Some notable logical fallacies are the following:  ad hominem:  an argument that seeks to discredit a position by discrediting those who hold them (Example:  “That viewpoint can’t be true.  After all, he’s a liberal!”).  The red herring is a fallacy of distraction, and is committed when a listener attempts to divert an arguer from his argument by introducing another topic (Example: “You may think screen-shot-2017-02-16-at-6-33-00-amthat he cheated on the test, but look at the poor little thing! How would screen-shot-2017-01-28-at-6-41-30-amhe feel if you made him take it again?”).  argumentum ad baculum:  An appeal to force is an attempt to persuade using threats. Its Latin name, “argumentum ad baculum”, literally means “argument with a stick” (Example:  (1) If you don’t accept that the Sun orbits the Earth, rather than the other way around, then you’ll be excommunicated from the Church.  Therefore: (2) The Sun orbits the Earth, rather than the other way around).  A straw man argument is one that misrepresents a position in order to make it appear weaker than it actually is, refutes this misrepresentation of the position, and then concludes that the real position has been refuted (Example: (1) Trinitarianism holds that three equals one. (2) Three does not equal one. Therefore: (3) Trinitarianism is false. This is an example of a straw man argument because its first premise misrepresents trinitarianism, its second premise attacks this misrepresentation of trinitarianism, and its conclusion states that trinitarianism is false. Trinitarianism, of course, does not hold that three equals one, and so this argument demonstrates nothing concerning its truth. (Taken from http://www.logicalfallacies.info/).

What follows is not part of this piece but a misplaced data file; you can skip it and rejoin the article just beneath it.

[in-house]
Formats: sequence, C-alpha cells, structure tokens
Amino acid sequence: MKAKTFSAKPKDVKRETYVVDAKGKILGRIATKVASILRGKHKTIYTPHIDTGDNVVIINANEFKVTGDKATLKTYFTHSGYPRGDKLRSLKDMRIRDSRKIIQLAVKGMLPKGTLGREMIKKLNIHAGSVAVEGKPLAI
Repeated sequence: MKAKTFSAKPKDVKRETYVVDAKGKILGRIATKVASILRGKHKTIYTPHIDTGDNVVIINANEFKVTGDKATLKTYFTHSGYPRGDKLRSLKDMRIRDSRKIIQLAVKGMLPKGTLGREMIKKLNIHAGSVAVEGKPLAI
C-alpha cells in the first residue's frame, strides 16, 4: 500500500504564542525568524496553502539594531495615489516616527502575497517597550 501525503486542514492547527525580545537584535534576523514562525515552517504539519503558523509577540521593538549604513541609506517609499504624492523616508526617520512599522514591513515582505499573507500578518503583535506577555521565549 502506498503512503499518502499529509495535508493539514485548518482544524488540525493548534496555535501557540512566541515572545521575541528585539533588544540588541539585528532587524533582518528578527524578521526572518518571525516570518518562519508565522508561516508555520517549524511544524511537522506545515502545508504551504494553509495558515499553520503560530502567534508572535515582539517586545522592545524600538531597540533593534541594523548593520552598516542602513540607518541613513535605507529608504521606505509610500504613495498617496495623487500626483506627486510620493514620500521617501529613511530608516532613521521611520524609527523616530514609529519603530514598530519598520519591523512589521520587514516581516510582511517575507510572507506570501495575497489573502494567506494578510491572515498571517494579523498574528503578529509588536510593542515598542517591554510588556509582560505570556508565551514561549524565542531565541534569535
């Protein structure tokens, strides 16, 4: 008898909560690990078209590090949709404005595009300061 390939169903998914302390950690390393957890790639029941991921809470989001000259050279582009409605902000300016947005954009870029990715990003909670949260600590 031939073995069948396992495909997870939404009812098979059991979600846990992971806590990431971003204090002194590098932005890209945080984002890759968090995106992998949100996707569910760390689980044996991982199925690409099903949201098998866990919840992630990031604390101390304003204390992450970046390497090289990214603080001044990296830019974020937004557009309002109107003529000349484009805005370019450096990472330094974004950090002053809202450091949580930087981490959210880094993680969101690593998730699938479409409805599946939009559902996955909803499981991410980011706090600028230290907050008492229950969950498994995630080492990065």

Some of you right now might be saying “this hominem‘s head hurts and I feel like going out and eating some red herring!”  We will look at several examples of logical fallacies — and how the Lord Jesus responded to them — in our next post. (to be continued)

 
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Posted by on February 16, 2017 in loving God with our minds

 

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Psalms of the Salter: Some Thoughts on Really Living for the Lord (Psalm 104)

Psalm 104

Praise the Lord, my soul.screen-shot-2016-10-22-at-5-45-29-am

Lord my God, you are very great;
    you are clothed with splendor and majesty.

The Lord wraps himself in light as with a garment;
    he stretches out the heavens like a tent
    and lays the beams of his upper chambers on their waters.
He makes the clouds his chariot
    and rides on the wings of the wind.
He makes winds his messengers,
    flames of fire his servants.

He set the earth on its foundations;
    it can never be moved.
You covered it with the watery depths as with a garment;
    the waters stood above the mountains.
But at your rebuke the waters fled,
    at the sound of your thunder they took to flight;
they flowed over the mountains,
    they went down into the valleys,
    to the place you assigned for them.
You set a boundary they cannot cross;
    never again will they cover the earth.

10 He makes springs pour water into the ravines;
    it flows between the mountains.
11 They give water to all the beasts of the field;
    the wild donkeys quench their thirst.
12 The birds of the sky nest by the waters;
    they sing among the branches.
13 He waters the mountains from his upper chambers;
    the land is satisfied by the fruit of his work.
14 He makes grass grow for the cattle,
    and plants for people to cultivate—